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Risks of 409A Non-Compliance (Pt 2 of 2)

Posted by Corey F. Schechter | Feb 01, 2017 | 0 Comments

Startup 20plan

After asking whether you need a 409A valuation before issuing stock options for your startup, the answer was likely: yes. Still, it is not uncommon for entrepreneurs to reconsider seeking a valuation even after they know that they should. Before foregoing compliance with the tax code, executives and employees can face penalties for IRC 409A violations.

As we explained in an earlier blog post, section 409A of the Internal Revenue Code applies to the treatment of federal income tax for non-qualified deferred compensation paid to a “service provider” by a “service recipient.” For many startups, this includes stock options given to employees, executives, independent contractors, or other businesses.

Stock value in illiquid companies is difficult to quantify. However, in order to meet safe harbor requirements under 409A, a company generally requires an independent valuation. Unfortunately, the startup may not have the cash available to pay for an independent appraisal, which could run tens of thousands of dollars. Instead, the business owners or board may make their own assessment of the value of the stock and hope to avoid 409A penalties.

Unfortunately, most of the risks of 409A non-compliance fall directly on the recipient of the compensation. Executives, employees, contractors and other businesses are penalized when a stock option is not properly valued or does not meet safe harbor provisions. Specifically, penalties include:

  • Deferred compensation for the taxable year and prior taxable years becomes includible in gross income for the taxable year;
  • Accrued interest is assessed on the taxable amount; and
  • A federal penalty of 20% of the deferred compensation to be included in gross income is assessed.
  • In addition, a 409A violation may trigger state-level penalties by assessing additional California taxes and a further 20% penalty.

As an example, an executive gets 100,000 stock options at $5 a share; however, if the fair value of the shares is $8 a share, they would be receiving a $300,000 benefit as far as the IRS is concerned. The executive would be taxed in that tax year on $300,000, as well as accrued interest. In addition, they may face a penalty of $60,000 to the federal government and another $60,000 to California.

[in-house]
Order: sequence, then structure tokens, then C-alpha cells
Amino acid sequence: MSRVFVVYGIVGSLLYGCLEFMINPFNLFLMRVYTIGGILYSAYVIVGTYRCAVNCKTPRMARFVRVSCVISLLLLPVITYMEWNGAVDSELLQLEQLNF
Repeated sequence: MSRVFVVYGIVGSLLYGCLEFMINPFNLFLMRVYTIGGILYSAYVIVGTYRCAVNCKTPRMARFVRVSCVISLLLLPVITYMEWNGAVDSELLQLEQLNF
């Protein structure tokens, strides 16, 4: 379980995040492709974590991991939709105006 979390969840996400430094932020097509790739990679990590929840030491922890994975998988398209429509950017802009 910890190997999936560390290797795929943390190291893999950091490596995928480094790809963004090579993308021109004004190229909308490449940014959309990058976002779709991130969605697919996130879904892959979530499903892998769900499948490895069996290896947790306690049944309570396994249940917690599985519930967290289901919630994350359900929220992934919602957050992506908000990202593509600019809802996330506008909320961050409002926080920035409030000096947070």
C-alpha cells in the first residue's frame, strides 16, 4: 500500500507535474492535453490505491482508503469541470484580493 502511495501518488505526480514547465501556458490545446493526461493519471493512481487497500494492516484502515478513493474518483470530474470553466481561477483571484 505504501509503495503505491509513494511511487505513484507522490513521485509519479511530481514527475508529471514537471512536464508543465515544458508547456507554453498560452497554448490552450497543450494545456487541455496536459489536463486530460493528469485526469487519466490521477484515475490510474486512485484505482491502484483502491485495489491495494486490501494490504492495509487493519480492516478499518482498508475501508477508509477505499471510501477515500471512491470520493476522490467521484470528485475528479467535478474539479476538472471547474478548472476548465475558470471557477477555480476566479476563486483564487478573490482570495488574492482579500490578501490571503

The penalties may be assessed whether or not the employee or executive actually cashes out their options. In the worst case scenario, if the value of the stock is less than option price at the time the company goes public, they may have to pay the tax and penalties without receiving any financial benefit from the stock options.

Violations do not need to be intentional, even a minor violation or failure to gain safe harbor status can lead to serious 409A penalties. Given these possible scenarios, paying a few thousand dollars for a 409A valuation can eliminate the risk of penalties for recipients of non-qualified deferred compensation.

Butterfield Schechter LLP is San Diego County's largest firm focusing its law practice on business counseling, tax law, and benefits. Our firm can help your startup grow while staying in compliance with the latest regulations and filing requirements. Contact our office today with any questions on how we can help you and your business succeed.

About the Author

Corey F. Schechter

Corey Schechter practices in the areas of Employee Benefits, Employee Stock Ownership Plans, Pension and Profit Sharing Plans, ERISA, ERISA Litigation, Business Law, Qualified Domestic Relations Orders (QDROs), and Employment and Labor Law.


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